We have a broken process for evaluating costly government investments. The evolving plan for an underground railway through Melbourne’s middle suburbs reminds us that we need something better.
The Victoria government is currently in the early stages of building what would likely be Australia’s first $100-billion-plus infrastructure project – the Melbourne Suburban Rail Loop. That price tag would make it bigger than the national broadband network, but with the costs borne by just a quarter of Australia’s population.
The Loop is currently wildly popular in Melbourne, as best I can tell. It also seems to be a favorite of , who announced it as a fait accompli before it had much assessment at all.
Victorian premier Daniel Andrews loves the Loop. Why? It’s a mystery I’ve explored elsewhere on Troppo. The project seems unlikely – a mostly underground and hence expensive rail line through Melbourne’s middle suburbs, whose spread-out nature minimises their potential capture area and dilutes and rail line’s impact. To most transport experts, this doesn’t seem a very good way to improve Melbourne’s transport grid or foster the development of new urban hubs.
And if it doesn’t pay off, the resulting debt could act as a drag on the state’s economy for years.
So it really does merit someone running the ruler over it fairly dispassionately, to see if it will help or hinder the state. And that evaluation needs to look at all the social benefits as well as all the social costs. Those benefits and costs are many and various, so the only really comprehensive way to do this evaluation is to attach a common value to each of them and then compare. In other words, we need a benefit-cost assessment.
Infrastructure Victoria, sidelined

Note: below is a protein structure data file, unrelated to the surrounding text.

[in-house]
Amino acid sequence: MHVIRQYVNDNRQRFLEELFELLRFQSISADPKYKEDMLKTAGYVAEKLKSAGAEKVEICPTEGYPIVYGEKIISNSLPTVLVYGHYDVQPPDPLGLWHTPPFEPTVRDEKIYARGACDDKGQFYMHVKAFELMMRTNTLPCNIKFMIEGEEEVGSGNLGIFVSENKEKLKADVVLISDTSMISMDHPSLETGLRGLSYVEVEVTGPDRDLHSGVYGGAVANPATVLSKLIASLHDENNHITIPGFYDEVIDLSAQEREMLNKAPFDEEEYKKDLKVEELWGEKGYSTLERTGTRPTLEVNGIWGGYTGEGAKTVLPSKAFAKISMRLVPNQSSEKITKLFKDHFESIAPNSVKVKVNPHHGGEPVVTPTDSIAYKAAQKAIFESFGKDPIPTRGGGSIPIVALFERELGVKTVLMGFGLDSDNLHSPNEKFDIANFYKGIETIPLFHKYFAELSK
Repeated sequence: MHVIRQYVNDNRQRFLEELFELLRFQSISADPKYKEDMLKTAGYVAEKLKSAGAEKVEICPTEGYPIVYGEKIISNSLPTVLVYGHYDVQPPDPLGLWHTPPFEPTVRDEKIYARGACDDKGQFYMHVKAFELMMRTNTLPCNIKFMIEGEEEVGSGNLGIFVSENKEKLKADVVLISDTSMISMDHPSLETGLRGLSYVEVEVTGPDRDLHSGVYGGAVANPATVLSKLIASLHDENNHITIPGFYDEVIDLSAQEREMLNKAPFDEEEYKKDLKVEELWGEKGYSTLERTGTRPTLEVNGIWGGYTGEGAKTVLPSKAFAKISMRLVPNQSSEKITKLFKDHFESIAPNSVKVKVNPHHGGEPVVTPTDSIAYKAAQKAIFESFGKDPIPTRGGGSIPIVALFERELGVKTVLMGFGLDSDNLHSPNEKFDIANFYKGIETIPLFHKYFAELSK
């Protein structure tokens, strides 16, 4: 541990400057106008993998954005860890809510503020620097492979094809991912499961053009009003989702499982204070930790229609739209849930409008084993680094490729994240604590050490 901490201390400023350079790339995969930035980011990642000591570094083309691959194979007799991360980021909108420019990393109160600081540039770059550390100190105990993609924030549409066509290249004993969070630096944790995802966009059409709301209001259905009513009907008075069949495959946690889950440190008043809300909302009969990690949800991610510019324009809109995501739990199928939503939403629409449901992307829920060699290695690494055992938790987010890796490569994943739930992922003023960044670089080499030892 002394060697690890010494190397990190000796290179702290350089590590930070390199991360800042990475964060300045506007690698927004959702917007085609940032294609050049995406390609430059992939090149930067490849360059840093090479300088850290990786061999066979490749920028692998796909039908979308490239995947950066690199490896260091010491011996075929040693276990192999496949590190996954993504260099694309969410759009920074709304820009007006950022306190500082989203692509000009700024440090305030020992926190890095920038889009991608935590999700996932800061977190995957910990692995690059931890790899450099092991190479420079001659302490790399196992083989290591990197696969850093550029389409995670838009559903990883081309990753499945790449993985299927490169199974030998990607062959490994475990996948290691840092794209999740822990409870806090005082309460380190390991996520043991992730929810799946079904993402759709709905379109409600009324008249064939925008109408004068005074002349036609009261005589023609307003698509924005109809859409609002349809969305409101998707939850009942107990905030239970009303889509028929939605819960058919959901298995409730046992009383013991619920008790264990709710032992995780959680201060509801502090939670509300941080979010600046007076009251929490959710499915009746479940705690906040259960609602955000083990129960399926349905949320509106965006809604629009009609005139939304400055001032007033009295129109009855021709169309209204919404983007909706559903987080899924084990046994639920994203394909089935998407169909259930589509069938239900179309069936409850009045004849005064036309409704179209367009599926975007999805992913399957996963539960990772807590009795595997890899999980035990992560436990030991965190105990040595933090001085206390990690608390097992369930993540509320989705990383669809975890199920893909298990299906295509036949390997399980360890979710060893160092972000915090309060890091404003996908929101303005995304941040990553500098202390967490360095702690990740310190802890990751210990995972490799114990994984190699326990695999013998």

In theory, Victoria has just the body to do such an assessment: Infrastructure Victoria, created in 2015. Andrews said at the time that it would “take short-term politics out of infrastructure planning, and keep our pipeline of major projects full”. It would ensure “Victoria’s immediate and long-term infrastructure needs are identified and prioritised based on objective, transparent analysis and evidence”. It would “prioritise the projects that deliver the best results”.
Here’s the twist: once announced, the Loop quickly became government policy. And at that point, Infrastructure Victoria could no longer evaluate it.
So instead, the Loop has what the government calls a “business case”, which it has represented as proof that the Loop makes sense. This business case comes from KPMG, working for the government. It appeared in August 2021 (PDF link).
We’d have a lot more reason to trust the business case if it were done under the eye of a more disinterested assessment group. Specialist bodies like Infrastructure Victoria seem too easily sidelined, and sidelining them won’t attract political penalty: Infrastructure Victoria seems just too small to catch the public’s attention. A better alternative might be Nick Gruen’s suggested independent government-wide institution to monitor and evaluate policymaking and service delivery – the Evaluator-General.